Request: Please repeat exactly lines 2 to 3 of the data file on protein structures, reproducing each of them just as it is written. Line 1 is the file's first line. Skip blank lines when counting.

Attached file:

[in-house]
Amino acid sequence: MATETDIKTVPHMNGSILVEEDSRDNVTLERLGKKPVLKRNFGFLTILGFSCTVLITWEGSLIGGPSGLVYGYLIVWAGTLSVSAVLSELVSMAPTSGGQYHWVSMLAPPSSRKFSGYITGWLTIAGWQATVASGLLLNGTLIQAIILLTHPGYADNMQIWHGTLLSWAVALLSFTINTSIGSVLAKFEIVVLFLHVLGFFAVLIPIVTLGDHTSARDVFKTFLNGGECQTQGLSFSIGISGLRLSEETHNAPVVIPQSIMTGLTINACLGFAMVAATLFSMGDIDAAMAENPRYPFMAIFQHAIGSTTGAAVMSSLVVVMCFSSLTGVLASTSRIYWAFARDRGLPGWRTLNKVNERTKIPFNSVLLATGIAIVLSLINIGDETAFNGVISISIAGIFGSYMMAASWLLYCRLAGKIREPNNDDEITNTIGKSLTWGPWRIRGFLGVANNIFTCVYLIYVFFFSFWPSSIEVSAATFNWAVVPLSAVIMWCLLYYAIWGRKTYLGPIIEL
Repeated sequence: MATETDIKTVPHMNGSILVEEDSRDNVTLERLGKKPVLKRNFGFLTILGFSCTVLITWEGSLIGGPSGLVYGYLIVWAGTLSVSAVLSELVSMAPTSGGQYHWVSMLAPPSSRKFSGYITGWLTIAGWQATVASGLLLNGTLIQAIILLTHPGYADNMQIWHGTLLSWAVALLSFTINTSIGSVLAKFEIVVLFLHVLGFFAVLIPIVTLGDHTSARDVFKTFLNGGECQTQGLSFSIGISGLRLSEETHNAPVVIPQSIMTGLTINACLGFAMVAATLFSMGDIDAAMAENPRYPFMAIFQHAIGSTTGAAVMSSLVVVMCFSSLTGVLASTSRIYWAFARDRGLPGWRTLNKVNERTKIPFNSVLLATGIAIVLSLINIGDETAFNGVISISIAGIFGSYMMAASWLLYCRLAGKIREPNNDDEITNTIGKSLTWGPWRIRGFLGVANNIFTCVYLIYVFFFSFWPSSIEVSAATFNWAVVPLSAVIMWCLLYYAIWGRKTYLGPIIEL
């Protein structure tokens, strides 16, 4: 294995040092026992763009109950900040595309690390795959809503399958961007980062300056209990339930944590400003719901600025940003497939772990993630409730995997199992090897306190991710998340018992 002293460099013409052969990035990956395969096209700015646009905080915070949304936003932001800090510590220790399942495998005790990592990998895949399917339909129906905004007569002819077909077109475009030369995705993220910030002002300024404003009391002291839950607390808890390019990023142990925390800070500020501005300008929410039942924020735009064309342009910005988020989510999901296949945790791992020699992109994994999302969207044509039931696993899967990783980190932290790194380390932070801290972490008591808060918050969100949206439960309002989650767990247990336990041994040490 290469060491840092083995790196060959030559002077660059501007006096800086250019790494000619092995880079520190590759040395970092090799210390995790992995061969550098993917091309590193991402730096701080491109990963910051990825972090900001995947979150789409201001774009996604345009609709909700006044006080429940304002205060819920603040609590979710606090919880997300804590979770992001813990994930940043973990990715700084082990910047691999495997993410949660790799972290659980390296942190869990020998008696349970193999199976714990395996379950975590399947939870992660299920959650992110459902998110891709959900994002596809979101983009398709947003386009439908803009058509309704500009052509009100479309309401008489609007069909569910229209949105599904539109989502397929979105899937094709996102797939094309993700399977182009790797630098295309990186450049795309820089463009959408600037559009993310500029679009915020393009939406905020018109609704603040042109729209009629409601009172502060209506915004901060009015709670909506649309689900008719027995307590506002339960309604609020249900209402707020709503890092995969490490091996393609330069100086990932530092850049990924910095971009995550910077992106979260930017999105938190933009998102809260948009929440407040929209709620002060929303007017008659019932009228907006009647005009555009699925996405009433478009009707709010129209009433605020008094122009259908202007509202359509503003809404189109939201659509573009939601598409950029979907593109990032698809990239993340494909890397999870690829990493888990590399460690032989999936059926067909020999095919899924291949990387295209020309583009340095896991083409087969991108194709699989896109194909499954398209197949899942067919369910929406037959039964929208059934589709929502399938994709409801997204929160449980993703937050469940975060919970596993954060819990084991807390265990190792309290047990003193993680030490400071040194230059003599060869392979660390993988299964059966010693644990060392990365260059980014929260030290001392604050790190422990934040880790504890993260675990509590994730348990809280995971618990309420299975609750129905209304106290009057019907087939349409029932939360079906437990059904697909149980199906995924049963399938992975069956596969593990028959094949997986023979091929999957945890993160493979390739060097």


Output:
Amino acid sequence: MATETDIKTVPHMNGSILVEEDSRDNVTLERLGKKPVLKRNFGFLTILGFSCTVLITWEGSLIGGPSGLVYGYLIVWAGTLSVSAVLSELVSMAPTSGGQYHWVSMLAPPSSRKFSGYITGWLTIAGWQATVASGLLLNGTLIQAIILLTHPGYADNMQIWHGTLLSWAVALLSFTINTSIGSVLAKFEIVVLFLHVLGFFAVLIPIVTLGDHTSARDVFKTFLNGGECQTQGLSFSIGISGLRLSEETHNAPVVIPQSIMTGLTINACLGFAMVAATLFSMGDIDAAMAENPRYPFMAIFQHAIGSTTGAAVMSSLVVVMCFSSLTGVLASTSRIYWAFARDRGLPGWRTLNKVNERTKIPFNSVLLATGIAIVLSLINIGDETAFNGVISISIAGIFGSYMMAASWLLYCRLAGKIREPNNDDEITNTIGKSLTWGPWRIRGFLGVANNIFTCVYLIYVFFFSFWPSSIEVSAATFNWAVVPLSAVIMWCLLYYAIWGRKTYLGPIIEL
Repeated sequence: MATETDIKTVPHMNGSILVEEDSRDNVTLERLGKKPVLKRNFGFLTILGFSCTVLITWEGSLIGGPSGLVYGYLIVWAGTLSVSAVLSELVSMAPTSGGQYHWVSMLAPPSSRKFSGYITGWLTIAGWQATVASGLLLNGTLIQAIILLTHPGYADNMQIWHGTLLSWAVALLSFTINTSIGSVLAKFEIVVLFLHVLGFFAVLIPIVTLGDHTSARDVFKTFLNGGECQTQGLSFSIGISGLRLSEETHNAPVVIPQSIMTGLTINACLGFAMVAATLFSMGDIDAAMAENPRYPFMAIFQHAIGSTTGAAVMSSLVVVMCFSSLTGVLASTSRIYWAFARDRGLPGWRTLNKVNERTKIPFNSVLLATGIAIVLSLINIGDETAFNGVISISIAGIFGSYMMAASWLLYCRLAGKIREPNNDDEITNTIGKSLTWGPWRIRGFLGVANNIFTCVYLIYVFFFSFWPSSIEVSAATFNWAVVPLSAVIMWCLLYYAIWGRKTYLGPIIEL